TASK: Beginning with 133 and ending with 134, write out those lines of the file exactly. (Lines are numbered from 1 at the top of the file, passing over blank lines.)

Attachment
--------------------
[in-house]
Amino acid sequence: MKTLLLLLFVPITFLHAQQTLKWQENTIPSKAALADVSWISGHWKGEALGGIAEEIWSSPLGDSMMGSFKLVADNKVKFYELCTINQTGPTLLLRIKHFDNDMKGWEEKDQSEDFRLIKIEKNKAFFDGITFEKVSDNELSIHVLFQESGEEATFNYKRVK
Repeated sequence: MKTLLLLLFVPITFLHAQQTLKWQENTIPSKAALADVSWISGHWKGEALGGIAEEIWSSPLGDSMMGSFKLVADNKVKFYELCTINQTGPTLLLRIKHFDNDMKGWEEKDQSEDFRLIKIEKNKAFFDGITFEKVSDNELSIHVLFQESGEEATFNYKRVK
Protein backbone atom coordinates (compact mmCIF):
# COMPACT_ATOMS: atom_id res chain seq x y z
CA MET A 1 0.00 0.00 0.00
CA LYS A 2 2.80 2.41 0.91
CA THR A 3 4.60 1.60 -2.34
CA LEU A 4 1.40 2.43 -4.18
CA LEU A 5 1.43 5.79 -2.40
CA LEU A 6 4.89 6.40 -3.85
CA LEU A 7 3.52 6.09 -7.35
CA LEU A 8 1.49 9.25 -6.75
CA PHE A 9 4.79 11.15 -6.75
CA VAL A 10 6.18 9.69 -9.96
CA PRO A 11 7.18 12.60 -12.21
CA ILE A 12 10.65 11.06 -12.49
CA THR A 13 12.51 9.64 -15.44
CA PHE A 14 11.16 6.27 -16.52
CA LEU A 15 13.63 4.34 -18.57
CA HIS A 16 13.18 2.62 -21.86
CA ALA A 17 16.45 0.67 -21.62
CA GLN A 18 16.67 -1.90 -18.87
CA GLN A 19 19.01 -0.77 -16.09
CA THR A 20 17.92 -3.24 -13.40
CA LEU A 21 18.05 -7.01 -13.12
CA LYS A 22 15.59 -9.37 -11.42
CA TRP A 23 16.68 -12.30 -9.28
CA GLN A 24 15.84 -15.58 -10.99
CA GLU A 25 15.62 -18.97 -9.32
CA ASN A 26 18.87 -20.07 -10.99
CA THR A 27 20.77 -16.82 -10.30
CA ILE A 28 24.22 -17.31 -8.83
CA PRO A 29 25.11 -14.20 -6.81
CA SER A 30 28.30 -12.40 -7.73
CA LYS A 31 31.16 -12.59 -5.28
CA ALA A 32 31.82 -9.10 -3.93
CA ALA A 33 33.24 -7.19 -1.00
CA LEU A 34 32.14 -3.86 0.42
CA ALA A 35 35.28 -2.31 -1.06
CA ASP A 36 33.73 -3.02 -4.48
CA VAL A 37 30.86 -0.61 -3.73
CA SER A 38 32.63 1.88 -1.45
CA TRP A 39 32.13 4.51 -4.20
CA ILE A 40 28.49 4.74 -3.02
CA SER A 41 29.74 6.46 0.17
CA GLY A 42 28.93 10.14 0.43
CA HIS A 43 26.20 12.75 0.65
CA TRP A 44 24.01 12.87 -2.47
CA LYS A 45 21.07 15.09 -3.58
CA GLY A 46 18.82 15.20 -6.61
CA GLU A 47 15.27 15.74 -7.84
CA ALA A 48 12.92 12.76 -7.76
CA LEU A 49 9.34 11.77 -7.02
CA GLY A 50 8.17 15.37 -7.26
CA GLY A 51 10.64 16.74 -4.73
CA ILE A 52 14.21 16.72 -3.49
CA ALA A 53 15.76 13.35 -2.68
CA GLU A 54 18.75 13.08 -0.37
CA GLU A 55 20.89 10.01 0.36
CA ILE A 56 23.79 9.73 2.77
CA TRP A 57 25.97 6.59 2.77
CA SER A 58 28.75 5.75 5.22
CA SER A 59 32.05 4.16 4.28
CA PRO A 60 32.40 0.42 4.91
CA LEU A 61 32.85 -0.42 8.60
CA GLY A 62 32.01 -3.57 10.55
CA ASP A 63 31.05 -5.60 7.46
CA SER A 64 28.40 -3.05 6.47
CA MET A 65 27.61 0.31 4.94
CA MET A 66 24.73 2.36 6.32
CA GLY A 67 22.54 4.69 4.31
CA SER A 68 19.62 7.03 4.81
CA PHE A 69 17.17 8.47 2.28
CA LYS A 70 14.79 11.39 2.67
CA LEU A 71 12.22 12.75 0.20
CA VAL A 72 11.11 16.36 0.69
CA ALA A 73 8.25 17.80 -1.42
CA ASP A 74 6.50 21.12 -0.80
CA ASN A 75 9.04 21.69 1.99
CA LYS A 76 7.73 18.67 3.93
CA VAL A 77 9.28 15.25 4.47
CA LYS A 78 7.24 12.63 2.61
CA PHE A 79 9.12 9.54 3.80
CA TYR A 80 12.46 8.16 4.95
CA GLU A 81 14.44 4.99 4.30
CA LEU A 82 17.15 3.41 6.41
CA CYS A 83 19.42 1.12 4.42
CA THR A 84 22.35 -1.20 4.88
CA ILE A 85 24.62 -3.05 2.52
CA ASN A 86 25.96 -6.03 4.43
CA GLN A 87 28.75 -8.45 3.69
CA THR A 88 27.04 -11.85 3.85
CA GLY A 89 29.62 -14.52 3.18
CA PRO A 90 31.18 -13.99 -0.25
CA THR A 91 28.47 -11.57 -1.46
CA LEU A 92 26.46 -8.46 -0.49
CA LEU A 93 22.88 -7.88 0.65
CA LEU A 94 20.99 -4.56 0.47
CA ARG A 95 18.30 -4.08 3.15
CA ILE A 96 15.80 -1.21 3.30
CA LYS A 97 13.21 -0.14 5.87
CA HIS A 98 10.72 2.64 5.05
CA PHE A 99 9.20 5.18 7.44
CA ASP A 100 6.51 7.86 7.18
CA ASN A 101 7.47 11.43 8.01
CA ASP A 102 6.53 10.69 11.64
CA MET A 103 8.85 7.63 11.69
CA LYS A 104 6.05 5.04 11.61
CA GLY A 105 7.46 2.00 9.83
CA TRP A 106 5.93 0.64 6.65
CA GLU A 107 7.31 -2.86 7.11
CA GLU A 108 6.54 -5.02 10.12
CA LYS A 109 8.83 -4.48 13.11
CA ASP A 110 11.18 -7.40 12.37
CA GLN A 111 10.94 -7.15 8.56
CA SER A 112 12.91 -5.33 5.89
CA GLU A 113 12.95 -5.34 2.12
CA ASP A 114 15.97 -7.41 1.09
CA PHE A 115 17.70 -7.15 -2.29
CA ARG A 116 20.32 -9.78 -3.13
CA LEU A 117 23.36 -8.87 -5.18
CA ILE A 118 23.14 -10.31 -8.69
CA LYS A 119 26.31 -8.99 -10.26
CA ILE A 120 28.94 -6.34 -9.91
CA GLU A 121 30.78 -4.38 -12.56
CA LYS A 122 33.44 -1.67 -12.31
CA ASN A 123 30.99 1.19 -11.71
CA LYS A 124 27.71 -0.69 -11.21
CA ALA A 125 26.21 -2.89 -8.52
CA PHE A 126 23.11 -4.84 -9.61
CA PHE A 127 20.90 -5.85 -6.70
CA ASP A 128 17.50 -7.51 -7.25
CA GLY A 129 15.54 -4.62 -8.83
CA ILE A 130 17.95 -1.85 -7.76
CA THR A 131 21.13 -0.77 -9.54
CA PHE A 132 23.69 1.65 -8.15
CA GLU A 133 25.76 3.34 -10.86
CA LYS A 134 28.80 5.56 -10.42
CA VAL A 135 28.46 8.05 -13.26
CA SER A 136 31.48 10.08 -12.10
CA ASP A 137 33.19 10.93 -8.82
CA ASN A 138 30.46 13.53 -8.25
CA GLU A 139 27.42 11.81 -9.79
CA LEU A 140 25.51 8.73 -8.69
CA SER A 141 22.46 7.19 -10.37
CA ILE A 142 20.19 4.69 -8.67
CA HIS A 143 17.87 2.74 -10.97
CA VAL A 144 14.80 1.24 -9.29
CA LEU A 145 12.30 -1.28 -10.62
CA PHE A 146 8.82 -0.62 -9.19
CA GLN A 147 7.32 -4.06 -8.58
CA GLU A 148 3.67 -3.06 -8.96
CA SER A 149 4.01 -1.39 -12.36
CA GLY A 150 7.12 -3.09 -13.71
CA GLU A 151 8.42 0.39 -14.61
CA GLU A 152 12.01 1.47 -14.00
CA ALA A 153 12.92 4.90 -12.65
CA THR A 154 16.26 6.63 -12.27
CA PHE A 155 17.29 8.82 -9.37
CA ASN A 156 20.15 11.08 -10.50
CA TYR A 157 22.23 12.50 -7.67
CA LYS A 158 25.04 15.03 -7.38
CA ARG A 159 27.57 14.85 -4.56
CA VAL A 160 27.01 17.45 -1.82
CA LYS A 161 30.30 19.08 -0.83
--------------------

CA ASP A 128 17.50 -7.51 -7.25
CA GLY A 129 15.54 -4.62 -8.83